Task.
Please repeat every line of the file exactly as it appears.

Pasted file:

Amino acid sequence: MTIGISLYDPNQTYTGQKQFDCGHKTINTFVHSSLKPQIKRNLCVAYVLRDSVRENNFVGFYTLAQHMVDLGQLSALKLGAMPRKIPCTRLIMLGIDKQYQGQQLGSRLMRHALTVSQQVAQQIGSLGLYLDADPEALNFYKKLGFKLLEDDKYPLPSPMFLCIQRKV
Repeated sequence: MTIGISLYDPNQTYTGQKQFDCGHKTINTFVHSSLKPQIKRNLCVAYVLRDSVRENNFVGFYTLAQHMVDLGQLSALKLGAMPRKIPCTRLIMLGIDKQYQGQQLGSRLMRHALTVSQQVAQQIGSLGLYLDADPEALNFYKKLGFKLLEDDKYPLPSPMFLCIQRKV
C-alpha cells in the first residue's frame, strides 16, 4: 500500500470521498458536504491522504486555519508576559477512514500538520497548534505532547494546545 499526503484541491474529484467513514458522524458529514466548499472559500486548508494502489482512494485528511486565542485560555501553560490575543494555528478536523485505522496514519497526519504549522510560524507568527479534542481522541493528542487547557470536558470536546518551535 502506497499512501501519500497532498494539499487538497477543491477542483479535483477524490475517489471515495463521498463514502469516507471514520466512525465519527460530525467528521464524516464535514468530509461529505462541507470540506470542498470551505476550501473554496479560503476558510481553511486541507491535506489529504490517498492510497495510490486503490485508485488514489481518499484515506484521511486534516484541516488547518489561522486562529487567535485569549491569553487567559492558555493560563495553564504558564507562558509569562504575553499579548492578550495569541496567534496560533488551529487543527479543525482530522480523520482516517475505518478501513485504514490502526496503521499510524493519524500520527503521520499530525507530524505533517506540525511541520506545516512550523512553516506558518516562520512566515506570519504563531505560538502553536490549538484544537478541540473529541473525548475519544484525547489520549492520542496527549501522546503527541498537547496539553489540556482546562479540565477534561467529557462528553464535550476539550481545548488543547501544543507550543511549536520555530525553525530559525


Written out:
Amino acid sequence: MTIGISLYDPNQTYTGQKQFDCGHKTINTFVHSSLKPQIKRNLCVAYVLRDSVRENNFVGFYTLAQHMVDLGQLSALKLGAMPRKIPCTRLIMLGIDKQYQGQQLGSRLMRHALTVSQQVAQQIGSLGLYLDADPEALNFYKKLGFKLLEDDKYPLPSPMFLCIQRKV
Repeated sequence: MTIGISLYDPNQTYTGQKQFDCGHKTINTFVHSSLKPQIKRNLCVAYVLRDSVRENNFVGFYTLAQHMVDLGQLSALKLGAMPRKIPCTRLIMLGIDKQYQGQQLGSRLMRHALTVSQQVAQQIGSLGLYLDADPEALNFYKKLGFKLLEDDKYPLPSPMFLCIQRKV
C-alpha cells in the first residue's frame, strides 16, 4: 500500500470521498458536504491522504486555519508576559477512514500538520497548534505532547494546545 499526503484541491474529484467513514458522524458529514466548499472559500486548508494502489482512494485528511486565542485560555501553560490575543494555528478536523485505522496514519497526519504549522510560524507568527479534542481522541493528542487547557470536558470536546518551535 502506497499512501501519500497532498494539499487538497477543491477542483479535483477524490475517489471515495463521498463514502469516507471514520466512525465519527460530525467528521464524516464535514468530509461529505462541507470540506470542498470551505476550501473554496479560503476558510481553511486541507491535506489529504490517498492510497495510490486503490485508485488514489481518499484515506484521511486534516484541516488547518489561522486562529487567535485569549491569553487567559492558555493560563495553564504558564507562558509569562504575553499579548492578550495569541496567534496560533488551529487543527479543525482530522480523520482516517475505518478501513485504514490502526496503521499510524493519524500520527503521520499530525507530524505533517506540525511541520506545516512550523512553516506558518516562520512566515506570519504563531505560538502553536490549538484544537478541540473529541473525548475519544484525547489520549492520542496527549501522546503527541498537547496539553489540556482546562479540565477534561467529557462528553464535550476539550481545548488543547501544543507550543511549536520555530525553525530559525